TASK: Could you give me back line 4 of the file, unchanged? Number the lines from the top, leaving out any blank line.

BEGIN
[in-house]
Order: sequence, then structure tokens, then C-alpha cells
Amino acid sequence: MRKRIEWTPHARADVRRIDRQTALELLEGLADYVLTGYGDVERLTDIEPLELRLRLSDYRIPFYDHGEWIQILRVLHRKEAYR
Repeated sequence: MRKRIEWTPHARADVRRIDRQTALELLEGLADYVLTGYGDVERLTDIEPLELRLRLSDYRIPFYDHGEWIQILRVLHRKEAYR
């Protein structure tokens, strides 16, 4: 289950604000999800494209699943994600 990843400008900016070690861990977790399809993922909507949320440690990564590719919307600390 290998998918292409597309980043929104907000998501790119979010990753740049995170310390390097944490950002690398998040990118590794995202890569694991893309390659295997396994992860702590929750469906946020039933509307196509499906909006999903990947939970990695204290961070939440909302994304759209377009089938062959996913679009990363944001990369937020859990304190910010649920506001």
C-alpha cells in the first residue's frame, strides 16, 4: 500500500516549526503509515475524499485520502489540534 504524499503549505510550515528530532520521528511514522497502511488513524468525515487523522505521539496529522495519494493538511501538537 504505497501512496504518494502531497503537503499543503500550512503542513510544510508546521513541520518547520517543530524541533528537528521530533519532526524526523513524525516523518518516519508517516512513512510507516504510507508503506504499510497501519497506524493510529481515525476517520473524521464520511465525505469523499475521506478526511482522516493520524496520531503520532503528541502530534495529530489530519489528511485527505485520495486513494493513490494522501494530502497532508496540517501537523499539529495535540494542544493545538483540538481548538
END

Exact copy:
Repeated sequence: MRKRIEWTPHARADVRRIDRQTALELLEGLADYVLTGYGDVERLTDIEPLELRLRLSDYRIPFYDHGEWIQILRVLHRKEAYR